Do you know your blood type? Until the beginning of the 20th century, nobody did. It was a mystery why some people died after receiving blood transplants while others got better. All human blood was thought to be the same – in fact, doctors didn’t even understand why injecting animal blood into patients was a bad idea. It all became clear with the discovery that different types of blood contain different antigens, or immune system agents primed to defend the body from invaders. To transfuse blood safely, the donor’s and recipient’s antigens must match – otherwise, the new cells will be interpreted as invaders that need to be destroyed. Understanding blood types has revolutionized medicine, and knowing your own improves the chance that you can get help quickly if you need it.

Understanding blood types

There are two main groups of antigens that can cause problems with blood transfusions: A and B. People are divided into four blood groups accordingly. Those in group A have the A antigen only. Those in group B have the B antigen only. Those in group AB have both, and those in group O have neither.

In addition to this, there is what is known as the Rhesus factor, or RhD antigen. This is dangerous if transplanted into people who don’t have it.

People with type O negative blood (i.e. in the O blood group and without the Rhesus antigen) are called universal donors because their blood can be given to anyone. People in the AB positive group, which is very rare, can receive blood from anyone. People who have A positive blood can safely receive blood from anyone in the A or O groups, regardless of whether they are positive or negative for the Rhesus factor, but they can’t receive blood from people in the B or AB groups because the B antigen is dangerous to them. Those who have Type B blood cannot receive blood from anyone with the A antigen, and people with Type O blood are incompatible with those whose blood contains either the A or B antigen. If you can tell your doctors what your blood type is, then they will know what kind of blood is safe to give you. When at home, you can usually visit your doctor or testing center quickly to find out your blood type, but the further afield that you travel, the more important it is for you to have this information yourself.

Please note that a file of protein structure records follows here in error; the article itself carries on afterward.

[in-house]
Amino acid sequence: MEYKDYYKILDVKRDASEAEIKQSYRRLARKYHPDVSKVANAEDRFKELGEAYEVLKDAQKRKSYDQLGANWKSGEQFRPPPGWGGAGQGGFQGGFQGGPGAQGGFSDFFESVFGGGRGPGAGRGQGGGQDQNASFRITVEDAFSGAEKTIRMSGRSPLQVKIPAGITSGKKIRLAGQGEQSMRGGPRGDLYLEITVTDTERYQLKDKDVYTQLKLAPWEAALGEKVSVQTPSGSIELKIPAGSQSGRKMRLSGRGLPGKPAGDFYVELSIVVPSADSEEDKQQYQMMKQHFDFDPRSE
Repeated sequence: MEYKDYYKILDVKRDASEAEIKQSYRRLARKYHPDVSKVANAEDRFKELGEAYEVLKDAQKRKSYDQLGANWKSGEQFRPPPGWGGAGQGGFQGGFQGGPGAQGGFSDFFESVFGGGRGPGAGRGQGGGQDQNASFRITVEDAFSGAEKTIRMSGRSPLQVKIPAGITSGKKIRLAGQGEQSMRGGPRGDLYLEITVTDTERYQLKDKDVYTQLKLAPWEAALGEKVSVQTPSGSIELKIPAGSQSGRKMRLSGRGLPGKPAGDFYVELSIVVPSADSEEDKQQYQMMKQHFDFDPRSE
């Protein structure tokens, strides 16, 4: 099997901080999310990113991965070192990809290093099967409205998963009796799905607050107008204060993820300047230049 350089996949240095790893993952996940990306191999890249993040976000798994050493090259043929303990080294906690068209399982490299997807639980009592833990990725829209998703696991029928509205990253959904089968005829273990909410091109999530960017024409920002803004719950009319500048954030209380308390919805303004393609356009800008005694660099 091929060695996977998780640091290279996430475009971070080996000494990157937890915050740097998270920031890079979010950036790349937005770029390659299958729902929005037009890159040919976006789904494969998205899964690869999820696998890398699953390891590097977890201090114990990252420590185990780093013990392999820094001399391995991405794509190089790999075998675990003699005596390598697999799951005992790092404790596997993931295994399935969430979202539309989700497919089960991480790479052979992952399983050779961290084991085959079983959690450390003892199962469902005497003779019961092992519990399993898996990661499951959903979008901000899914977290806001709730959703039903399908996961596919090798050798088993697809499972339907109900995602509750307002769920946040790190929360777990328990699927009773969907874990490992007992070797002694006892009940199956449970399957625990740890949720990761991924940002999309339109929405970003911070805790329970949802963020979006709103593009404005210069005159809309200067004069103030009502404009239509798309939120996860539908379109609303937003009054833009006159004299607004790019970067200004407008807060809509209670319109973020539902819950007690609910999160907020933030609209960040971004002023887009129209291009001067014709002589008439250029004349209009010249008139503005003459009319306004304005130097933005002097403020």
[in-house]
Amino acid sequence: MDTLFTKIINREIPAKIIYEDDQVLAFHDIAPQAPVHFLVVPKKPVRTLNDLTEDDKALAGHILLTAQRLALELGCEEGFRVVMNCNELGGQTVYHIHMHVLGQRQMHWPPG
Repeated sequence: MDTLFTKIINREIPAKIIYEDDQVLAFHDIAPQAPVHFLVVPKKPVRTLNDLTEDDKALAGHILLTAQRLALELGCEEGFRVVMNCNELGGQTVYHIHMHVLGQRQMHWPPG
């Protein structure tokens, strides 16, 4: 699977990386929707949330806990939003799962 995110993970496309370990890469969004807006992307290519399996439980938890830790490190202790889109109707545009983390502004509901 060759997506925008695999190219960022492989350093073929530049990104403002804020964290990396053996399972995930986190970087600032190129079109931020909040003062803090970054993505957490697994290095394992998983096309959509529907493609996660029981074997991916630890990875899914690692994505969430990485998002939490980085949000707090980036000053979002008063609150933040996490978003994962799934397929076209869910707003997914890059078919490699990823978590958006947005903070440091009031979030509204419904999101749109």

Transfusions and transplants

Matching blood types according to the factors above makes it safe to carry out a blood transfusion (all donated blood is already checked to minimize the risk of disease). For other types of transplants, however, additional issues need to be considered. Bone marrow is the most challenging tissue to donate to somebody in need, as it must be matched on six different factors. Being related to somebody or coming from the same ethnic background increases the chances of being compatible.

The risk of illness

Some blood groups are known to be associated with an increased risk of illness. This doesn’t mean that you’re bound to develop a disease if you have a certain blood group, but it does mean that taking your blood group into account can help with arriving at the correct diagnosis and treatment based on your symptoms.

  • Type A people are more at risk of blood clots, stroke, heart disease and stomach cancer.
  • Type B people are more at risk of blood clots, stroke and heart disease.
  • Type AB people are more at risk of blood clots, stroke, heart disease, dementia and memory loss.
  • Type O people are more at risk of stomach ulcers and diseases carried by mosquitoes, which find their blood tastier than other people’s.

Fertility and pregnancy

Women with type O blood are less fertile than women in other blood groups. Women who are Rhesus factor negative and become pregnant with Rhesus factor positive fetuses can produce antibodies against their babies, increasing the risk of complications, especially in future pregnancies. A vaccine is available to help prevent this, so if you are a Rhesus factor negative woman trying to get pregnant, then ask your doctor about it.

Finding out your blood type

You can take a simple test to find out which blood group you fall into, so if you’re now asking yourself “What is my blood type?,” then your question is quick and easy to answer. Your local testing center can check for you, so you don’t even need to make a doctor’s appointment. Alternatively, you can find out for free if you go to donate blood or join the organ donor registry.It’s particularly important for people in rare blood groups to be willing to donate.

Your blood group is one of the most basic and most important pieces of medical information that you can have, so if you don’t know it already, then make sure to find out.